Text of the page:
Credit Card Use: Having a policy can thwart misuse
When it comes to fraud in an organization, credit cards are frequently a fraudster’s tool. Because the use of credit cards is so commonplace today, there’s always the risk of improper charges to your account. Credit card misuse could not only hurt your organization financially, but can also jeopardize its reputation in the community.
But there are ways to protect your organization against credit card fraud. Developing a credit card use policy is an important first step.
Certain components make sense
While each organization’s policy will vary according to its circumstances and priorities, certain components are both commonsense and essential. It’s important, for example, to address eligibility by setting restrictions on which employees may have or use your organization’s credit cards. For example, you might want to limit cards to full-time employees who:
- Travel regularly for their jobs;
- Purchase large volumes of goods and services for the organization’s use; or
- Otherwise incur regular business expenses appropriately paid by credit card.
You also should require written approval from a supervisor prior to having a credit card issued to an employee.
In addition, your policy should clearly identify prohibited uses for the cards, such as cash advances, bank checks, traveler’s checks and electronic cash transfers — and explicitly state that the credit cards may not be used for personal expenses. You also might bar using the card for purchases of alcohol or other items inconsistent with your organization’s mission and values. Additionally, you may want to prohibit capital purchases, which often need to go through a more layered approval process.
Finally, your policy should specify that reimbursement for returns of goods or services must be credited directly to the card account. The employee should receive no cash or refunds directly.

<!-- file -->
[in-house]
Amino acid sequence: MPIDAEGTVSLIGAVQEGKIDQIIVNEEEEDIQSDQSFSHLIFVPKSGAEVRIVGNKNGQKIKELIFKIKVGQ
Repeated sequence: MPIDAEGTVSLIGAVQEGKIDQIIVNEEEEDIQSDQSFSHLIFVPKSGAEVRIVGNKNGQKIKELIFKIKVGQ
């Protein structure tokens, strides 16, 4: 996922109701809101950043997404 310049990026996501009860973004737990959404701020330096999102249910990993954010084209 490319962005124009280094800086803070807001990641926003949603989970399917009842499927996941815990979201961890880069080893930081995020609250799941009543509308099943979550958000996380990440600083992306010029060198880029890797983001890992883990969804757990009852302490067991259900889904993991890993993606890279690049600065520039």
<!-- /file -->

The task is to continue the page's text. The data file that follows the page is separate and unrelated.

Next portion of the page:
Spending limits should be specified, preapproval required
In addition to restricting the types of purchases, your policy should set a spending limit. Or you can rely on the specific limit set with the issuer for each card if that limit is in sync with the user’s needs.
Many nonprofits require all employees to seek preapproval (usually in writing) prior to incurring any credit card charge as a proper internal control. Clearly state in your policy that unauthorized credit card purchases and charges without appropriate documentation are the responsibility of the employee, including any related late fees or interest.
Documentation and statement reconciliation are key
Employees must provide documentation — usually the original itemized receipt — to support all charges. For meal purchases, require employees to provide the names of everyone in attendance and a description of the meal’s business purpose to comply with IRS regulations.
Request that all original receipts be submitted to the accounting department in an organized manner, and provide users with a standardized format to expedite processing by requiring department coding and descriptions of each charge. Supervisors should indicate their review and approval of the charges by a signature and date on the receipt or on the required form. Your accounting department should reconcile monthly credit card statements, and the statements should be reviewed by an executive or board member.
Enforcement should be mentioned
A policy without an enforcement mechanism is simply a piece of paper. Your policy should state that violations will result in disciplinary action, up to and including termination of employment and, where appropriate, criminal prosecution.
Once you communicate your credit card policy, require the employee to sign an acknowledgment stating that he or she has read and understands the policy and procedures governing credit card use before receiving the card.
The right steps
Credit card use is sometimes a convenient way to handle expenses, particularly for event planning and travel. So if your nonprofit permits credit card use, make sure that you have controls in place to deter and guard against misuse.
You should review your credit card policy at least every five years to ensure the proper policies and updates are integrated. If you would like a review of your policy or need assistance with putting together a new policy, contact us.
Dale A. Ruther?>
CPA, CIT, CDS, CCIFP
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